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Published: 27 June 2024
Contributor: Keith O'Brien, Amanda Downie

What is people analytics?

People analytics is the act of collecting and analyzing human resources (HR) data to better understand how employees are performing in the work environment. Analyzing the collected data points is a key component of an organization’s data-driven decision-making and employee experience strategy.

People analytics helps organizations better understand employee performance and allocate resources to maximize people management. People analytics, which typically incorporates HR analytics, talent analytics or workforce analytics, is a cornerstone of workforce planning.

Organizations are using workforce data analytics more frequently to plot business goals and help understand the future of work in their organization. The ultimate goal of this data-driven approach is to create the right initiatives to improve business outcomes.

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People analytics versus other employee analytics

Many organizations use people analytics to refer to the holistic approach of using data and analytics to study everything that impacts their employees. Two other categories of analytics that fit under the topic of employee management are:

  • HR analytics: This analytics is primarily associated with HR duties, like hiring, training and retaining full-time employees. It is also called talent analytics.
  • Workforce analytics: This analytics program refers to managing all members of the workforce, whether they are full-time, part-time, freelance or consultants.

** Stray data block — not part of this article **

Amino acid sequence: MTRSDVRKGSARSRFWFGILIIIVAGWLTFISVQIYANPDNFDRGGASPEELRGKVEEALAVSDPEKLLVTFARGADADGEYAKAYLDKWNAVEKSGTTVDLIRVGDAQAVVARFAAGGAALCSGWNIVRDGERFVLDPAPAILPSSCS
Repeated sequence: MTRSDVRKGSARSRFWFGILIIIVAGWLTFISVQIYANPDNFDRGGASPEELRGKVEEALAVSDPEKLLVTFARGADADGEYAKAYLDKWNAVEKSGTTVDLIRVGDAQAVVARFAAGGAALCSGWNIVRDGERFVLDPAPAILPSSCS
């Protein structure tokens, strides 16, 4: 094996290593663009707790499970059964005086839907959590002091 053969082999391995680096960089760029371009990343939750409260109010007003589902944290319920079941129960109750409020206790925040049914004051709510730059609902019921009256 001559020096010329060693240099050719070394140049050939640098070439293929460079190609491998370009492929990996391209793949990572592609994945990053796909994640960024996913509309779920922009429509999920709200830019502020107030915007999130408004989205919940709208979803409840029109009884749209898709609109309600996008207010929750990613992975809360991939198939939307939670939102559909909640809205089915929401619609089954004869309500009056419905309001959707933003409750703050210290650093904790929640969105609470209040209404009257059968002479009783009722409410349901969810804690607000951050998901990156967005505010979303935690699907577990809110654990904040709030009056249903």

What are the types of people analytics?

There are several types of people analytics that organizations can use to either review previous situations or predict future occurrences.

Historic analytics

These analytics involve analyzing past events and data to understand the current state of affairs. For example, organizations can look at current and historic time-to-hire rates to see whether new initiatives have improved their processes.

Predictive analytics

These analytics involve modeling what might happen in the future based on historical and industry data. Predictive analytics helps anticipate future issues, like increased employee turnover, if certain criteria were to occur. For example, decreased attendance at meetings or work events might imply that employees are disengaged and at risk of leaving the company.

Prescriptive analytics

These analytics measure potential future outcomes and provide solutions that aim to maximize results. For example, lower efficiency can mean there’s a skills gap, and the organization’s leaders can fix this with extra employee training.

Types of data collected with people analytics

Organizations tap into several different types of latent and real-time data, some of which they can access on HR data dashboards.